KCK Street Blues Festival
Date: June 27 & 28, 2008
Venue: Koran Temple parking lot
Better Than: A drunken evening at B.B.’s Lawnside BBQ
By LORNA PERRY
Click to view slideshow.
The 8th Almost Annual KCK Street Blues Festival got underway this weekend at the corner of 13th and State, in Kansas City, Kansas. Friday night featured Cadillac Flambé, Koolaide & Exact Change, Dan Bliss, Blue River Ordonnance with special guests Phil Sanders and Ernie Johnson and Millage Gilbert plus Tommy Soul. Friday’s attendance was hearty, but Saturday was the biggest draw – a sizeable crowd had settled in by the time the first event, a 12:30 panel discussion titled “KC Blues – Yesterday, Today and Tomorrow” with Jim O’Neal, Lindsay Shannon, Chuck Haddix, Groovy Grant and White Hat Mike Ross got underway. Throughout the large parking lot in front of the very tall stage, people had laid claim to asphalt, throwing down blankets, lawnchairs and coolers. Venders and their wares – be it BBQ, T-shirts, African Juices or the African American Democrat Caucus booth – were everywhere.
When the brothers-and-sister team of Trampled Under Foot took the stage, things got bluesy. Winners of the 2008 International Blues Challenge, T.U.F. is well deserving of the title. Kicking out number after number, sister Danielle sang the majority, and her voice is right up there with her bass playing – confident, and with plenty of gusto.
After T.U.F., it was time for the queen of the festival, Myra Taylor, to receive her newest accolade and title – Queen of the Festival. Taylor, now in her 76th year of show business, was born in Bonner Springs, Kansas in 1917 and continues to perform today. She’s a much loved, internationally-known jazz singer that honed her chops in KC’s most notorious jazz districts back in the day. We’re talking 12th Street and 18th and Vine – back when things were really swinging. She’s played with Charlie Parker, Jay McShann and Benny Moten, to name a few. She is very, very worthy of several, several awards.
Wearing queenly robes, Myra was wheeled through the audience and greeted every few seconds by friends and fans. Following her procession to the front of the stage, a local marching band called the Gateway Highsteppers Drill Team got up and did what marching bands do: Lots of synchronized steps, stops and starts and badass drum work.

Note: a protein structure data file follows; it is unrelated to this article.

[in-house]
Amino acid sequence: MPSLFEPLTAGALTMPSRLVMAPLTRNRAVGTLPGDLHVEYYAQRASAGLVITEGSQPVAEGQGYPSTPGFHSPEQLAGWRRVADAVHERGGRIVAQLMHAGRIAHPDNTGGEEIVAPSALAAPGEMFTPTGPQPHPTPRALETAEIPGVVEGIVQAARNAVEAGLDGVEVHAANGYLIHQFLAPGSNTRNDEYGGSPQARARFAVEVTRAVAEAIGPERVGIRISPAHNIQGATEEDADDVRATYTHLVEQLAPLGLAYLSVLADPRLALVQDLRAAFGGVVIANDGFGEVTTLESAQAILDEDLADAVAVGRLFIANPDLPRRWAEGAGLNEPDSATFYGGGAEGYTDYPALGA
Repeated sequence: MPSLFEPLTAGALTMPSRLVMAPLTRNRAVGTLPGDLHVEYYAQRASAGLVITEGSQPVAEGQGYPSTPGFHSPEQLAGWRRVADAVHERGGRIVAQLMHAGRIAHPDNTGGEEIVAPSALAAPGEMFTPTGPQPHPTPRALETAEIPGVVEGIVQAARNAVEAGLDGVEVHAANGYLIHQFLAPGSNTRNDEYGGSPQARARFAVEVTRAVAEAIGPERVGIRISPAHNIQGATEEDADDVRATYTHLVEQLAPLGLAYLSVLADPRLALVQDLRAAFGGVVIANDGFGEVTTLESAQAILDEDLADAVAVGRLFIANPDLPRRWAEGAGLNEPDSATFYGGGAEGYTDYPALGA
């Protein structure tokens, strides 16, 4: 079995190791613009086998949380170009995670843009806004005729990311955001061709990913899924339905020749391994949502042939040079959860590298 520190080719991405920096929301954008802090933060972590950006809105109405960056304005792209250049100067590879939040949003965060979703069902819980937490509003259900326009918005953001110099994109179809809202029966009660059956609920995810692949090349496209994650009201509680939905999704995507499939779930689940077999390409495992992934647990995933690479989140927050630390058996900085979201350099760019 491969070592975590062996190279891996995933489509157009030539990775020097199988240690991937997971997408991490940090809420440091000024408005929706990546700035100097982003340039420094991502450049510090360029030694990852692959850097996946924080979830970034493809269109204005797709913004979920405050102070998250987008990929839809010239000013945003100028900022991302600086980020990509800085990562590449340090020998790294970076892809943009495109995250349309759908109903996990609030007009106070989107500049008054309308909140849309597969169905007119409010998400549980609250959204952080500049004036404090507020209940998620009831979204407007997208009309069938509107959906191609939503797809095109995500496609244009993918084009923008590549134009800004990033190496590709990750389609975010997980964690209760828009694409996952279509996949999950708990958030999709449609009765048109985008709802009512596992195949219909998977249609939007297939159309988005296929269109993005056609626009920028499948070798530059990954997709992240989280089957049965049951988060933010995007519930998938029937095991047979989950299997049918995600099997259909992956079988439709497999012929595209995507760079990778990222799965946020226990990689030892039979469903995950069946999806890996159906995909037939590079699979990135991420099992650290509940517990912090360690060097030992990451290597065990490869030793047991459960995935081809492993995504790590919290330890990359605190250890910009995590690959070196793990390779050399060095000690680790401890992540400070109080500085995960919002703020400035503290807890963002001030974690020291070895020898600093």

The Leon Brady Youth Allstars, part of the “Living Heritage Tribute Show”, took the stage after the marching band marched off in tight formation; to back Myra up for a live rendition of the most famous song she ever recorded “The Spider and the Fly.”
Myra, apologizing that she “Woke up this morning with a little frog in my throat,” defied said frog and sang just fine, although her concern for band conductor Leon Brady – perched somewhat precariously on the ledge of the stage and at the edge of a fifteen-foot drop – was initially quite evident. (The nimble Leon eventually moved onto a wider part of the ledge.)
After the Allstars performance, Myra was joined by the rest of the Living Heritage performers, Luqman Hamza, Al Pearson and Lester “Duck” Warner, for a rousing set of original Myra Taylor numbers. Myra was then presented with numerous awards and a key to the city – KCK, that is.
A 17-year old St. Louis kid named Marquis Knox took the stage after that, and proceeded to seriously tear it up with amazing guitar work and the voice of a man wizened years beyond his actual age.
Chatting with spectator Laura Watson while Marquis played, I learned that this is the first year that the blues fest has taken place at the Koran Temple location – a vast improvement over its last home at 3rd and Parallel. “You just kind of baked on the asphalt there,” Laura explained. “This is a much better set-up.”
And there’s a Chinese place across the street that serves ice cream. It doesn’t get much better – or more KCK – than that.
Personal Bias: Myra Taylor is the bomb.
Random Detail: The Tao Tao Chinese restaurant in KCK is now serving ice cream.
By The Way: Chugging cold African Ginger Juice in the heat will give you brainfreeze.